Employees sort boxes and parcels after an Alibaba 11.11 (Singles’ Day) online shopping festival. Picture: REUTERS
Employees sort boxes and parcels after an Alibaba 11.11 (Singles’ Day) online shopping festival. Picture: REUTERS

Hangzhou — China’s Alibaba said orders made through its e-commerce sites during its Singles’ Day shopping extravaganza had exceeded $56bn by Wednesday morning, as lockdown-weary consumers splashed out on as many as 16-million discounted products.

The world’s biggest sales event — eclipsing Black Friday and Cyber Monday in the US combined — stretches over four main days this year, and so far has brought sellers on Alibaba platforms 16 times as many orders by value than Amazon.com clocked in October in its two-day global Prime Day.

The performance will likely come as a relief to Alibaba, a week since it lost about 10% of its market value after regulators pulled the listing of financial technology affiliate Ant Group.

The sale also comes amid an economic rebound with the spread of the novel coronavirus in China under control, while border closures abroad have meant more consumers spending at home. Such is its size that its performance is widely considered indicative of the strength of China’s post-virus recovery.

Alibaba, which launched the shopping event in 2009, began the sale earlier in 2020 to give lesser-known brands more exposure. It scheduled primary discount days for November 1 to November 3 as well as the usual November 11, and will calculate gross merchandise volume (GMV) over the 11 days, rather than 24 hours.

The event is usually a splashy affair accompanied by live performances, with Katy Perry and Taylor Swift appearing in 2020 at Alibaba's gala late on Tuesday, albeit via livestream.

As well as simple percentage discounts from regular prices, Alibaba encourages shoppers across its numerous platforms to play mobile games, combine purchases across shops and place orders in the sale’s first few hours to get the best deals.

As of 12.30am local time on Wednesday, GMV had surpassed 372.3-billion yuan ($56.3bn) with orders peaking at a record 583,000 per second, Alibaba said. More than two-million products featured in the sale for the first time — double 2019's number, when GMV for November 11 reached a record $38.4bn.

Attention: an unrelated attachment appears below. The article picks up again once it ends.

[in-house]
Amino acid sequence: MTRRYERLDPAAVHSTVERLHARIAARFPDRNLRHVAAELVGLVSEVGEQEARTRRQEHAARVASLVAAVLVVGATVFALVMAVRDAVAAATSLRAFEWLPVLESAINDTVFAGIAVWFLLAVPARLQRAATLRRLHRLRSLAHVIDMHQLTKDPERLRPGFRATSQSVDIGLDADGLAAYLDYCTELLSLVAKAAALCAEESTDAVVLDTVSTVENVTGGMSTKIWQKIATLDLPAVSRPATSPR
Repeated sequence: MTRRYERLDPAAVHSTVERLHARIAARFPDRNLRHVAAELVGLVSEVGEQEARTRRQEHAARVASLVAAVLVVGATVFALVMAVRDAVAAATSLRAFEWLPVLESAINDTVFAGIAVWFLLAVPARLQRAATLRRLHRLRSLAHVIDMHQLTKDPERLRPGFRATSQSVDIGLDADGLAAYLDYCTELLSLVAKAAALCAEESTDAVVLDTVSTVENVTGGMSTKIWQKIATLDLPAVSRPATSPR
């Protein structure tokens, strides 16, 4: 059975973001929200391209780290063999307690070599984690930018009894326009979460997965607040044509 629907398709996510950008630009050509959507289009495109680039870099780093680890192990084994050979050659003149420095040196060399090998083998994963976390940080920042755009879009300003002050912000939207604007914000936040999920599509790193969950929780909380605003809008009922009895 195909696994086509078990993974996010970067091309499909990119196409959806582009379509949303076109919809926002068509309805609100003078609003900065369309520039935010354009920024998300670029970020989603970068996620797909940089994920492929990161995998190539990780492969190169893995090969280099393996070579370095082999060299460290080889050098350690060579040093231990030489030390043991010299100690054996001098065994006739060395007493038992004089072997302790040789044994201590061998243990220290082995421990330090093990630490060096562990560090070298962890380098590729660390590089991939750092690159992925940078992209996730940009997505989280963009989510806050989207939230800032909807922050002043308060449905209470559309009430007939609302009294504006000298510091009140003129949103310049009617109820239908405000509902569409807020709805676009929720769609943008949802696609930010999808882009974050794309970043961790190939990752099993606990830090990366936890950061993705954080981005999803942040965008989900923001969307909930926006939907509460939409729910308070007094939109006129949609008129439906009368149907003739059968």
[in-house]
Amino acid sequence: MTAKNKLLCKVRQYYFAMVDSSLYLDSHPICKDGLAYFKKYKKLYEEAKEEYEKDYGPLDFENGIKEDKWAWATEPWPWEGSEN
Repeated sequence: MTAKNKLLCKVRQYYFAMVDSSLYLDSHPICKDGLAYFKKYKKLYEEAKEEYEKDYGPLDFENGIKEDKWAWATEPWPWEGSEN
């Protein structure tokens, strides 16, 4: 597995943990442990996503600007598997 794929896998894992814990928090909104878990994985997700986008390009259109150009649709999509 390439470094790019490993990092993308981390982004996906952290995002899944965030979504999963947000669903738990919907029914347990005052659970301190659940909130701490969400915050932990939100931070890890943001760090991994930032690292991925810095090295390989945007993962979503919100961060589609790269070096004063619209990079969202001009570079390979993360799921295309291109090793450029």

More than 340 firms, including Apple, L'Oreal, Huawei and Nike, have exceeded 100-million yuan in sales, and 13 brands have recorded GMV above one-billion yuan, Alibaba said.

Rivals JD.com and Pinduoduo as well as firms such as Douyin — the Chinese version of Beijing ByteDance’s TikTok — are also holding events for Singles' Day, which falls on the 11th day of the 11th month.

JD.com, which started Singles’ Day promotions on November 1, said it recorded 200-billion yuan worth of sales within nine minutes of midnight on Wednesday, while electronics retailer Suning.com — part-owned by Alibaba — said it made five-billion yuan in sales within the first 19 minutes.

Boon for luxury

Singles’ Day was trending on China's Twitter-like Weibo, while a poll of Singles’ Day spending by Sina Entertainment found 44% of 174,000 respondents aimed to spend less than 1,000 yuan vs 4% who planned to splurge over 10,000 yuan.

Still, analysts expect 2020 to be a boon for luxury brands, as Chinese consumers accustomed to going overseas to buy high-end goods are stuck at home due to border closures.

“The lack of consumer tourism which has hit European and US stalwarts like Harrods, Galeries Lafayette and Nordstroms will likely see bigger spending locally,” retail analyst Andy Halliwell at consultancy Publicis Sapient said in a client note.

Livestreaming with telegenic hosts hawking products in real-time was a common feature of 2020’s Singles’ Day, continuing a trend which started about two years ago.

At a building close to Alibaba’s Hangzhou headquarters, where rooms had been converted into film studios, dozens of livestreamers chatted incessantly to viewers about Singles’ Day promotions and the merits of the goods they were selling.

Luo Lima, who sells diapers and other maternity products, estimated she had been on camera for 24 hours over the course of this year’s sales period, vs six hours on Singles’ Day two years ago.

“We stream continuously for six hours, with no break,” she said. “Basically we start by eating a full meal, and getting in a good state of mind. We also prepare throat lozenges and vitamin drinks.”

Reuters

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